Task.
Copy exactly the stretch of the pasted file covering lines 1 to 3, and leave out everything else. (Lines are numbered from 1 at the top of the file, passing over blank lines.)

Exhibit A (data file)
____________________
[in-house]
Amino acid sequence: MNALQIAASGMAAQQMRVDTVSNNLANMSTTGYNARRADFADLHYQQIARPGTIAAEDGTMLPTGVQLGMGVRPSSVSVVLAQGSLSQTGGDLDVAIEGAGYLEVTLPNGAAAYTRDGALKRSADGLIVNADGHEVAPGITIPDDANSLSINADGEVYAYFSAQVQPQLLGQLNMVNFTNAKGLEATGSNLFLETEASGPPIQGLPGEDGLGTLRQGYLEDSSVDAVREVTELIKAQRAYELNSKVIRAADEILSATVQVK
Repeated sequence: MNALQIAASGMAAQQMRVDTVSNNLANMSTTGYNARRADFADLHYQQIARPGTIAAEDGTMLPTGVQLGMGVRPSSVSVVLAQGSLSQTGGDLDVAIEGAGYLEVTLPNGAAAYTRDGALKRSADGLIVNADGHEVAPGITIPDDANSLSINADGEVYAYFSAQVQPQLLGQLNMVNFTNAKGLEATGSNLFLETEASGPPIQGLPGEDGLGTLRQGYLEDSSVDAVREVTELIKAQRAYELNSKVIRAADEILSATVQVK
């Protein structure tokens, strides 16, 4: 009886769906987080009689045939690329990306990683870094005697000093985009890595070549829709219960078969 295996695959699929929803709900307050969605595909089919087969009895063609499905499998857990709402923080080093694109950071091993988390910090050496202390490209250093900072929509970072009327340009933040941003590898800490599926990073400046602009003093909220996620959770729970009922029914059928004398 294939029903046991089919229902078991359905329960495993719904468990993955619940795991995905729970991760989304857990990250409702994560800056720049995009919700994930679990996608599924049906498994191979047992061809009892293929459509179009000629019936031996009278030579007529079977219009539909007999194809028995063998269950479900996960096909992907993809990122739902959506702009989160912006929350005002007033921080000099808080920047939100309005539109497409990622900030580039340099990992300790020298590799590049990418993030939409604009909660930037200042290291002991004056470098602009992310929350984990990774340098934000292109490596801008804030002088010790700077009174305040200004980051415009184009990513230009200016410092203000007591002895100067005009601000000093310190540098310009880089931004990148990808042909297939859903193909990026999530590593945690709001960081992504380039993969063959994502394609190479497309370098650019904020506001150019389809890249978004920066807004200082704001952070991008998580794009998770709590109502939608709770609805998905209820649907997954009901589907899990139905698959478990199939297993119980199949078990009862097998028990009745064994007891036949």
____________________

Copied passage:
[in-house]
Amino acid sequence: MNALQIAASGMAAQQMRVDTVSNNLANMSTTGYNARRADFADLHYQQIARPGTIAAEDGTMLPTGVQLGMGVRPSSVSVVLAQGSLSQTGGDLDVAIEGAGYLEVTLPNGAAAYTRDGALKRSADGLIVNADGHEVAPGITIPDDANSLSINADGEVYAYFSAQVQPQLLGQLNMVNFTNAKGLEATGSNLFLETEASGPPIQGLPGEDGLGTLRQGYLEDSSVDAVREVTELIKAQRAYELNSKVIRAADEILSATVQVK
Repeated sequence: MNALQIAASGMAAQQMRVDTVSNNLANMSTTGYNARRADFADLHYQQIARPGTIAAEDGTMLPTGVQLGMGVRPSSVSVVLAQGSLSQTGGDLDVAIEGAGYLEVTLPNGAAAYTRDGALKRSADGLIVNADGHEVAPGITIPDDANSLSINADGEVYAYFSAQVQPQLLGQLNMVNFTNAKGLEATGSNLFLETEASGPPIQGLPGEDGLGTLRQGYLEDSSVDAVREVTELIKAQRAYELNSKVIRAADEILSATVQVK